Narrator: Billie Fulford-Brown
Series: Amory Ames #1
Published by Dreamscape Media on December 1, 2014
Genres: Historical Fiction, Mystery
Length: 11 hours, 42 minutes
Amazon, Audible, Audiobook, Barnes & Noble, iTunes
Amory Ames is a wealthy young woman who regrets her marriage to her notoriously charming playboy husband, Milo. Looking for a change, she accepts a request for help from her former fiancé, Gil Trent, not knowing that she’ll soon become embroiled in a murder investigation that will test not only her friendship with Gil, but will upset the status quo with her husband.
Amory accompanies Gil to the Brightwell Hotel in an attempt to circumvent the marriage of his sister, Emmeline, to Rupert Howe, a disreputable ladies’ man. Amory sees in the situation a grim reflection of her own floundering marriage. There is more than her happiness at stake, however, when Rupert is murdered and Gil is arrested for the crime. Amory is determined to prove his innocence and find the real killer, despite attempted dissuasion from the disapproving police inspector on the case. Matters are further complicated by Milo’s unexpected arrival, and the two form an uneasy alliance as Amory enlists his reluctant aid in clearing Gil’s name. As the stakes grow higher and the line between friend and foe becomes less clear, Amory must decide where her heart lies and catch the killer before she, too, becomes a victim.
I’ve been on an historical mystery binge for the past several months. When selecting a new book, I look for an interesting plot, a believable female lead, and a little romance. So when the library app kindly suggested Murder at the Brightwell as a cozy, between-the-wars mystery I might enjoy reading next, I did two things. First, I read the synopsis and decided the story met my selection criteria. Second, I looked to see if this was part of a series, because I am all about binge reading. The answer, YES! Murder at the Brightwell, by Ashely Weaver, is the first book in the Amory Ames Mystery series, of which there are currently seven installments. OK, I’ll admit, the gorgeous cover was the icing on the cake. It was like a vintage travel poster advertising my next reading adventure.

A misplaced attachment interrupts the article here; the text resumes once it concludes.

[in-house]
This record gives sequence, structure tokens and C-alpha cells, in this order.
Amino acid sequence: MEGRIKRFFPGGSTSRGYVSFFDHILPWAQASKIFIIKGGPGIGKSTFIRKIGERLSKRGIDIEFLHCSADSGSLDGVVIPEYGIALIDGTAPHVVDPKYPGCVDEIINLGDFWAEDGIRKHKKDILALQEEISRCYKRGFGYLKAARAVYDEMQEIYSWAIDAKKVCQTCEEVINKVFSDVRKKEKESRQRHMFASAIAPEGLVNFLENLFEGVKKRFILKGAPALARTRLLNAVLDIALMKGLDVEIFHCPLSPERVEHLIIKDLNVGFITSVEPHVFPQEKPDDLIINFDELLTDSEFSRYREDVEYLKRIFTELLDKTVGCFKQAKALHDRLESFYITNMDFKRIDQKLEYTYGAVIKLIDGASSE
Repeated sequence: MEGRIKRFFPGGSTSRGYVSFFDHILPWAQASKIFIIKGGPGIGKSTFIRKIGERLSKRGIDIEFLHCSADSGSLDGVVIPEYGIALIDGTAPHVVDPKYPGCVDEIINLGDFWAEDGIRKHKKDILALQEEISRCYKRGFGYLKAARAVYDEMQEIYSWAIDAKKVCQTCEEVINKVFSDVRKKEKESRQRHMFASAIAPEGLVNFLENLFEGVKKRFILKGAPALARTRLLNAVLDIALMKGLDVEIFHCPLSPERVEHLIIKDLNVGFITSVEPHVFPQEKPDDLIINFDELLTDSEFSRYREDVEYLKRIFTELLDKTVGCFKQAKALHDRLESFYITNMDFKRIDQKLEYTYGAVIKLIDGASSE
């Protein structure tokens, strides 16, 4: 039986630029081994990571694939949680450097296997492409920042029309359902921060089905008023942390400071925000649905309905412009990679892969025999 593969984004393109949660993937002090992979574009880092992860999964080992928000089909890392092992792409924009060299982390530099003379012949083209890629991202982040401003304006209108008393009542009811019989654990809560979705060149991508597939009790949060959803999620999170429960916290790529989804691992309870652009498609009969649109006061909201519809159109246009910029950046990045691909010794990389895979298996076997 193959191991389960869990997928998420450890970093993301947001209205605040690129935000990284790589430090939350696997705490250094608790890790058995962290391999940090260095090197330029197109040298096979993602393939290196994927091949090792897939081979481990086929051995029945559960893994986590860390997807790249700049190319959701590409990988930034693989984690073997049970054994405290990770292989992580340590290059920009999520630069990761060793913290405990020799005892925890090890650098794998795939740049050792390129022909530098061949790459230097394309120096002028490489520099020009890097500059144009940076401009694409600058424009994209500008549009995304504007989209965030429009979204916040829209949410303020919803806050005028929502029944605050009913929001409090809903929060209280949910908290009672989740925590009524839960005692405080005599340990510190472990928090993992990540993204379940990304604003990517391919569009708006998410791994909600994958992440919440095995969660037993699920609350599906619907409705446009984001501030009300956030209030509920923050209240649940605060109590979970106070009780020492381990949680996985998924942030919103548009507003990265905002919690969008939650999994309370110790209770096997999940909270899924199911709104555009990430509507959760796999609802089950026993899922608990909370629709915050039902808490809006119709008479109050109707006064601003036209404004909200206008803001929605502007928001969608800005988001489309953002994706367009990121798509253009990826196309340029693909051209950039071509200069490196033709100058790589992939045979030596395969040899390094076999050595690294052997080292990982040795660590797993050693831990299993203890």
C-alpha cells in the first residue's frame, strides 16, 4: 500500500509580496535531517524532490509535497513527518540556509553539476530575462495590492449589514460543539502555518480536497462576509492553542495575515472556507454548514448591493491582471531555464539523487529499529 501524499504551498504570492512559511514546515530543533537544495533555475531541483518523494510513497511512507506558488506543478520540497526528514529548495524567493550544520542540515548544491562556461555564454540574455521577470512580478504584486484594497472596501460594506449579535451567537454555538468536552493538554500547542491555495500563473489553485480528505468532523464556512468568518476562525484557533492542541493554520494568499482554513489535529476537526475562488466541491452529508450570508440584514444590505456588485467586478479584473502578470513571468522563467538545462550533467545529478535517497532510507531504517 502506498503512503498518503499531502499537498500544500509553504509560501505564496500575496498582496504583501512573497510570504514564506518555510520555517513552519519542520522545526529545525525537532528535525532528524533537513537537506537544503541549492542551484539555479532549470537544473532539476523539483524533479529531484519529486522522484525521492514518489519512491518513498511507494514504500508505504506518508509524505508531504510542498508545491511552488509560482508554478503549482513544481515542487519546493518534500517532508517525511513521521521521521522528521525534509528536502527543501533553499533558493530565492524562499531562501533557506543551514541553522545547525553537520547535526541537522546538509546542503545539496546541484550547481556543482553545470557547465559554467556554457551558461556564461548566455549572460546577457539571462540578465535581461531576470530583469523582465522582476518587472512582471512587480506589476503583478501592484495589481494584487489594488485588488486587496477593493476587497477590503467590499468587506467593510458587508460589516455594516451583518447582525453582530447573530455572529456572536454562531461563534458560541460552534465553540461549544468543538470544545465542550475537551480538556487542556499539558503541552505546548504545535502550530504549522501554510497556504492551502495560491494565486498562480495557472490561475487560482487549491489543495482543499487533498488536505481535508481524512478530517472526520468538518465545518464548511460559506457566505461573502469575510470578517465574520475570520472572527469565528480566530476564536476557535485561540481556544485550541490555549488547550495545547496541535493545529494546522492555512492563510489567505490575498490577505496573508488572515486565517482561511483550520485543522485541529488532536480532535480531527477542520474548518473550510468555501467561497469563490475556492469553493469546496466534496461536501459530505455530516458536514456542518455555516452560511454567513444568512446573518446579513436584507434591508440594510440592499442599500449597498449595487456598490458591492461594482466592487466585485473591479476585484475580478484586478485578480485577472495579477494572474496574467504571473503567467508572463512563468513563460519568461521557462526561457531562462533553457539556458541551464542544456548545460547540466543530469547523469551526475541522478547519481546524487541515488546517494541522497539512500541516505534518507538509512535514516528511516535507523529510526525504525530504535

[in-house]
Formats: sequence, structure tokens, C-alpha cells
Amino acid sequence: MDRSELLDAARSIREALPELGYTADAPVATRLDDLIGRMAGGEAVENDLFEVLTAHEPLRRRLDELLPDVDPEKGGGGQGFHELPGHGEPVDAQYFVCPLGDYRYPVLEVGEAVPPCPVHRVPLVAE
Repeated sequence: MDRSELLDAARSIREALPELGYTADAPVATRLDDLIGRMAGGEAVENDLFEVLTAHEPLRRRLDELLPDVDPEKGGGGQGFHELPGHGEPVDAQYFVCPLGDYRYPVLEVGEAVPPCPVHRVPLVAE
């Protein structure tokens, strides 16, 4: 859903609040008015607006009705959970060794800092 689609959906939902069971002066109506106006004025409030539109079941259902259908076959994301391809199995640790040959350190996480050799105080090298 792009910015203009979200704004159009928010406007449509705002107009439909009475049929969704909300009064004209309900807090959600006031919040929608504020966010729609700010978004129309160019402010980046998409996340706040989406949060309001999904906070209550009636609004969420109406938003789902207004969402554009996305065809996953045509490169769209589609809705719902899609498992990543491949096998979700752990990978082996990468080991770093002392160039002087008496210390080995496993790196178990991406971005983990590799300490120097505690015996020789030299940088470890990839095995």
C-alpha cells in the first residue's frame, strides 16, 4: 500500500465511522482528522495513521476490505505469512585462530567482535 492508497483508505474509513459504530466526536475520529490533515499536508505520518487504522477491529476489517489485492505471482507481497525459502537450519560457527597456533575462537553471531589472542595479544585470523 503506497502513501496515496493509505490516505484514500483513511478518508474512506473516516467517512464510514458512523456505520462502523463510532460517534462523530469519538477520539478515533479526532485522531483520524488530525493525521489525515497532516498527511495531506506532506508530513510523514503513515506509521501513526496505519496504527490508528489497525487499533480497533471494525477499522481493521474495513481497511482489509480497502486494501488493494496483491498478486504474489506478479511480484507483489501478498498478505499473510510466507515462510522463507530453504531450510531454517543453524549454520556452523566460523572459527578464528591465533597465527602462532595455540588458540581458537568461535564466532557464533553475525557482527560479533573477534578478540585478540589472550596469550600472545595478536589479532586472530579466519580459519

According to Wikipedia, “Cozy mysteries…are a subgenre of crime fiction in which sex and violence occur off stage, the detective is an amateur sleuth, and the crime and detection take place in a small, socially intimate community.” Murder at the Brightwell is very Christie-eque and could easily find a home amid the classic tales that defined this genre. Socialite Amory Ames is living a quiet, simple life in the country when her ex-fiancé, Gil, asks for her help in a family matter. She can hardly refuse and dashes off to a swanky hotel at the English seaside. Spending time with Gil reignites fond feelings and forces her to reexamine her marriage to the handsome playboy, Milo. While trying to decide what she really wants from love, she’s thrust into the middle of a murder-mystery where her own life depends on finding the killer.
The detective is the heart of any good detective novel. Amory is an intriguing, intelligent, and charming young woman, whose own struggles allow her to empathize and connect with the people around her. She invites confidence and effortlessly establishes rapport with the supporting characters; whether that be the grumpy Detective Inspector, the haughty businessman, or the enigmatic socialite.
A mystery within the mystery is the relationship between Amory and Milo. Why is her marriage in the state it is? What happened? Who is to blame? Where is their relationship going? Will she go back to Gil? The answers are not so obvious and the author does a great job of allowing the love triangle to play out in a natural, unhurried way.
Ms. Weaver does an excellent job of capturing the mood of English high society in the 1930’s. In an era defined by social unrest and depression, the Bright Young Things lived decadent, wild lives. While they were too young to fight in the First World War, they came of age in the aftermath and seemed determined to seize every moment, smashing the boundaries of polite society and gender norms. The characters, especially the women, in Murder at the Brightwell, exhibit the new-found independence and recklessness of that era.
The storyline was smart and well-executed. The action moved forward at a brisk pace, but didn’t skimp where it counted. The backdrop of the English seaside was elegantly and gorgeously depicted, it could just have easily been Nice or Monte Carlo. Witty banter, intrigue, and a cast of interesting suspects made this a mystery that kept me guessing all the way to the end.
I have mixed feelings about the narration. I think the diction was clear and easy to follow. The voice for Amory was spot on, but the other characters didn’t quite work for me. I found the male voices clunky and confusing. I increased the speed to 1.25x, but this only seemed to make the male voices more comical, so I returned to listening at normal speed. I don’t think that the book was any less enjoyable because of the narration, and I would certainly continue to listen to the series in audio format.
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